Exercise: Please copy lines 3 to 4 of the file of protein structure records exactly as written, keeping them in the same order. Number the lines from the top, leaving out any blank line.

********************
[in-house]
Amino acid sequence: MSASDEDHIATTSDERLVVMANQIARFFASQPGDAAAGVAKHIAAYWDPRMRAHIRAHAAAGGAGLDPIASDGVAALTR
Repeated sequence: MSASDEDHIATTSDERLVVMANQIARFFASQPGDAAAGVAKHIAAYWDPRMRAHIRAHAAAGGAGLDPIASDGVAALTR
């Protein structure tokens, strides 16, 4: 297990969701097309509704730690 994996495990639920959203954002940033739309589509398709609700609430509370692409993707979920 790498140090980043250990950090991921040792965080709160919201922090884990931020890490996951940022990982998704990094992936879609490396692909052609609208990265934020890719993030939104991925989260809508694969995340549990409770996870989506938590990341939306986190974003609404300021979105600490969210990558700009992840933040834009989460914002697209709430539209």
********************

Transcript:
Repeated sequence: MSASDEDHIATTSDERLVVMANQIARFFASQPGDAAAGVAKHIAAYWDPRMRAHIRAHAAAGGAGLDPIASDGVAALTR
């Protein structure tokens, strides 16, 4: 297990969701097309509704730690 994996495990639920959203954002940033739309589509398709609700609430509370692409993707979920 790498140090980043250990950090991921040792965080709160919201922090884990931020890490996951940022990982998704990094992936879609490396692909052609609208990265934020890719993030939104991925989260809508694969995340549990409770996870989506938590990341939306986190974003609404300021979105600490969210990558700009992840933040834009989460914002697209709430539209």